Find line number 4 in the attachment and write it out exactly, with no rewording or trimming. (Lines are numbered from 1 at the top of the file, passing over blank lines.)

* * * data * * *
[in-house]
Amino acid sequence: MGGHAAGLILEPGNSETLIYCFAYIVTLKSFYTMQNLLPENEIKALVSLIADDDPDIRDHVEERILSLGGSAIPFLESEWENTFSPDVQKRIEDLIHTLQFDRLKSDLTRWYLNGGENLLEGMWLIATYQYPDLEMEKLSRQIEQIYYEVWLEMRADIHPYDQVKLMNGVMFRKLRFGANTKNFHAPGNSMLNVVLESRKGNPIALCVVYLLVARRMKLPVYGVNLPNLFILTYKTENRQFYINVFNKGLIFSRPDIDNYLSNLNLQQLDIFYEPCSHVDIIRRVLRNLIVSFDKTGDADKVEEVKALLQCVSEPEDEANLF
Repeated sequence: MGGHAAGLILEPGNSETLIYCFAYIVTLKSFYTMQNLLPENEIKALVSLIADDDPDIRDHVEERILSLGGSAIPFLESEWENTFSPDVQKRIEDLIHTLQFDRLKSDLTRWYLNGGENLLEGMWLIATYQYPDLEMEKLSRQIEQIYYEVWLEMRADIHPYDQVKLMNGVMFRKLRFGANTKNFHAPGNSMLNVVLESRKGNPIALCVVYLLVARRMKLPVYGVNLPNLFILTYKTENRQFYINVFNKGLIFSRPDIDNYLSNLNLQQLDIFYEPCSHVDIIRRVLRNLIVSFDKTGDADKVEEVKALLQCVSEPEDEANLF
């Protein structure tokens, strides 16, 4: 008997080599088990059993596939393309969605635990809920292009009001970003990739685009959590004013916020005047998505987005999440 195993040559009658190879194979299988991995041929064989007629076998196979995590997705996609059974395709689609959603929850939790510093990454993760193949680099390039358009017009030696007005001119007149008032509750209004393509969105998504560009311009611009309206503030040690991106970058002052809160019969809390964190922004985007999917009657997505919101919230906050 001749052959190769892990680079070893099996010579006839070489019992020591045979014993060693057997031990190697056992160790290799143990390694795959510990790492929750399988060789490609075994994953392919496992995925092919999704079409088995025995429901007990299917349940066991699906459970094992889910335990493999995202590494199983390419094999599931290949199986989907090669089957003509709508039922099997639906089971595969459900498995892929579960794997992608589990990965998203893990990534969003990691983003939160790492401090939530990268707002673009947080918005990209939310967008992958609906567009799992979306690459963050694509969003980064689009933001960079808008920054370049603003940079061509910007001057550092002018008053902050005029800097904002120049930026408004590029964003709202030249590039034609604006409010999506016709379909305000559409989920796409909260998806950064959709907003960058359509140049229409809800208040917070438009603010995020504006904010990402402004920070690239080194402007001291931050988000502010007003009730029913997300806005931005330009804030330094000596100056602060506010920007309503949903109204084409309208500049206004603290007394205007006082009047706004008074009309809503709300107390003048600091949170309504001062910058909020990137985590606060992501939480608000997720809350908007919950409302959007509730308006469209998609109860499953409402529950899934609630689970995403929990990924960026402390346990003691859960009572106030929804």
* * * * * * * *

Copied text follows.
């Protein structure tokens, strides 16, 4: 008997080599088990059993596939393309969605635990809920292009009001970003990739685009959590004013916020005047998505987005999440 195993040559009658190879194979299988991995041929064989007629076998196979995590997705996609059974395709689609959603929850939790510093990454993760193949680099390039358009017009030696007005001119007149008032509750209004393509969105998504560009311009611009309206503030040690991106970058002052809160019969809390964190922004985007999917009657997505919101919230906050 001749052959190769892990680079070893099996010579006839070489019992020591045979014993060693057997031990190697056992160790290799143990390694795959510990790492929750399988060789490609075994994953392919496992995925092919999704079409088995025995429901007990299917349940066991699906459970094992889910335990493999995202590494199983390419094999599931290949199986989907090669089957003509709508039922099997639906089971595969459900498995892929579960794997992608589990990965998203893990990534969003990691983003939160790492401090939530990268707002673009947080918005990209939310967008992958609906567009799992979306690459963050694509969003980064689009933001960079808008920054370049603003940079061509910007001057550092002018008053902050005029800097904002120049930026408004590029964003709202030249590039034609604006409010999506016709379909305000559409989920796409909260998806950064959709907003960058359509140049229409809800208040917070438009603010995020504006904010990402402004920070690239080194402007001291931050988000502010007003009730029913997300806005931005330009804030330094000596100056602060506010920007309503949903109204084409309208500049206004603290007394205007006082009047706004008074009309809503709300107390003048600091949170309504001062910058909020990137985590606060992501939480608000997720809350908007919950409302959007509730308006469209998609109860499953409402529950899934609630689970995403929990990924960026402390346990003691859960009572106030929804």